21st Century transportation


What concerns me most about Michigan’s politics is how much of it, on a bi-partisan basis, seems designed for the 20th Century. We seem to be having a hard time learning what made us prosperous in the past, won’t in the future.

Our fixation on trying to once again make Michigan a factory-based state is at the center of our last century politics. But so is our approach to transportation. In some ways its even worse. As many of our policy makers seem to be ok with returning to 19th Century gravel roads rather than raise the gas tax even with across the board support from the business community for this user fee approach to road funding.

One of the reasons we need a gas tax increase is people are driving less. And this started before the Great Recession. This is not about we can’t afford to drive, its above changing consumer preferences to live in denser communities where they can walk, bike and use transit, rather than drive everywhere often for what seems like forever. Rick Haglund in a MLive article is one of many who has written about the Millennials, among others, driving far less than their parents. Haglund writes: “A new University of Michigan Transportation Research Institute study found that by most measures, driving miles peaked in the United States in 2004, several years before the Great Recession and high gas prices hijacked consumers’ wallets. Michael Sivak, who authored the study, said the decline in miles driven is mainly a result of more telecommuting, increased use of public transportation, people relocating to cities and a decline in young drivers.” (Emphasis added.)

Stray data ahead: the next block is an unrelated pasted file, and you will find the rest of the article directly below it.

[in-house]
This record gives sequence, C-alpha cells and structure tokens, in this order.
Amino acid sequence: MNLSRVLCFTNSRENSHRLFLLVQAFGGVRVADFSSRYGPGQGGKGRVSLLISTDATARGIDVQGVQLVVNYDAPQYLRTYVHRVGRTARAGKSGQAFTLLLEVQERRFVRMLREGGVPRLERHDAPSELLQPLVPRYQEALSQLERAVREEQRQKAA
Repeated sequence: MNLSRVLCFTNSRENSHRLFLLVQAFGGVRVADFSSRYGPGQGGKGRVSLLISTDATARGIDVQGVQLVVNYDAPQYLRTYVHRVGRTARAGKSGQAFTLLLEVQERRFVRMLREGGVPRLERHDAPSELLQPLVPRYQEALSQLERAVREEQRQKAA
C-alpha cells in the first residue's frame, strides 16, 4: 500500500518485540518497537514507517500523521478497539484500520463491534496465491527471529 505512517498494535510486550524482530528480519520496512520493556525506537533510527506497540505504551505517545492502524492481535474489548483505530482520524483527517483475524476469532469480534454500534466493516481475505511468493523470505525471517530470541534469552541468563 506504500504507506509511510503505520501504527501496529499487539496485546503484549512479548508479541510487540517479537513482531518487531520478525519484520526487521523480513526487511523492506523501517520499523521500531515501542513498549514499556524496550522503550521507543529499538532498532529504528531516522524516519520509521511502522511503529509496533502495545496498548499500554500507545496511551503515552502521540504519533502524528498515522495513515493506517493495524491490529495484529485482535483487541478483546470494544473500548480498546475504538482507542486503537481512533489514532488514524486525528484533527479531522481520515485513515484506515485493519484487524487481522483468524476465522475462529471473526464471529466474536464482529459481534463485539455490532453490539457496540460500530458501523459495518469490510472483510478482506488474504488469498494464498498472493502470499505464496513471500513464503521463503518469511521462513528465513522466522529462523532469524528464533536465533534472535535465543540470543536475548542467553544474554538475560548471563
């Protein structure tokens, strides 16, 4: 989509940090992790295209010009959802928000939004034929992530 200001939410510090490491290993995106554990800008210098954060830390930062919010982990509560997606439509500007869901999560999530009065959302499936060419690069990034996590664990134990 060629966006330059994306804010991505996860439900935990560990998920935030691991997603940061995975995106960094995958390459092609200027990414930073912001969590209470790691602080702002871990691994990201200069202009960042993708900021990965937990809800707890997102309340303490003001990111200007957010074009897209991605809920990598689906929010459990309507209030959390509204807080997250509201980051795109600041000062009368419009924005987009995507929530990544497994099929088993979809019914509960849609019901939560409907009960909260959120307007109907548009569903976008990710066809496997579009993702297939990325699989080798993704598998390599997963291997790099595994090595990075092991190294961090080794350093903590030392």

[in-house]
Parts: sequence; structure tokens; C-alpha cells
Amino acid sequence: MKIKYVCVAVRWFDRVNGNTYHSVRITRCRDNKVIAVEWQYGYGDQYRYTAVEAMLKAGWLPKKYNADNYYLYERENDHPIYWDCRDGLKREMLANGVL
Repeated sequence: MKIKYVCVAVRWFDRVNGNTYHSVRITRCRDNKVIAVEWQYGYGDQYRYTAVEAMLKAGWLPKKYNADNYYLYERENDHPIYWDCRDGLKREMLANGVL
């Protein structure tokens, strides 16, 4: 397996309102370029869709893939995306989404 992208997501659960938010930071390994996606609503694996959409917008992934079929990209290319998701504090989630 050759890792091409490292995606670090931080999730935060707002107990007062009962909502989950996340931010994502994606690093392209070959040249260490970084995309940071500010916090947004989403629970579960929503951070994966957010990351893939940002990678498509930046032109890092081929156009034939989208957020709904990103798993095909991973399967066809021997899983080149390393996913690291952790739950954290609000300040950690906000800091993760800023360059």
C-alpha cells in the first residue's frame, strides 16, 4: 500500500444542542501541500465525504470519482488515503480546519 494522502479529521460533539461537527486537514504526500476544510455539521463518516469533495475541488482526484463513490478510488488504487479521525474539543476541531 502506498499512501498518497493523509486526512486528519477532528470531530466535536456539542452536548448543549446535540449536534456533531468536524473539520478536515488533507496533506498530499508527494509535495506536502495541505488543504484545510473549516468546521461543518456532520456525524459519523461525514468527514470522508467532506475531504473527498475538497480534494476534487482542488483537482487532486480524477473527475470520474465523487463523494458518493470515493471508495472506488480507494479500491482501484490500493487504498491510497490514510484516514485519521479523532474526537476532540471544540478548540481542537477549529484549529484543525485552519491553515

The trend is clear that 21st Century transportation systems are going to need to more balanced. Not just designed for cars, but for walking, bikes, and transit, transit, transit. As we have written before (here and here), in big metros like Detroit that should include rail. Places with this less car centric transportation systems are going to do better at retaining and attracting mobile talent. And places where mobile talent concentrate will be the most prosperous. End of story!

And yet Lansing, if they can cobble together the courage and votes to fund transportation, is proposing to spend nearly all the new funds on fixing and, even worse, expanding roads and doing it in a way that favors rural roads over the roads where people live. If we are serious about building a 21st  Century transportation system there are four steps we should take in whatever transportation funding initiative emerges in Lansing:

  • Fund roads on the basis of population, not road miles.
  • Increase the funding for transit to the state constitutional maximum
  • Adopt complete streets as the basis for transportation design rather than the current policy of ever wider and wider roads to move cars faster and faster
  • Stop major road expansion projects like the widening of I94 and I75 in metro Detroit.

For those interested in learning what a 21st Century transportation system should look like and how to build it I highly recommend Walkable City by Jeff Speck. As Speck makes clear, we know what 21st Century transportation looks like because leading edge communities across the country are building it. Its time for Michigan to join them.

 

 

 

 

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Lou Glazer

About Lou Glazer

Lou Glazer is President and co-founder of Michigan Future, Inc., a non-partisan, non-profit organization. Michigan Future’s mission is to be a source of new ideas on how Michigan can succeed as a world class community in a knowledge-driven economy. Its work is funded by Michigan foundations.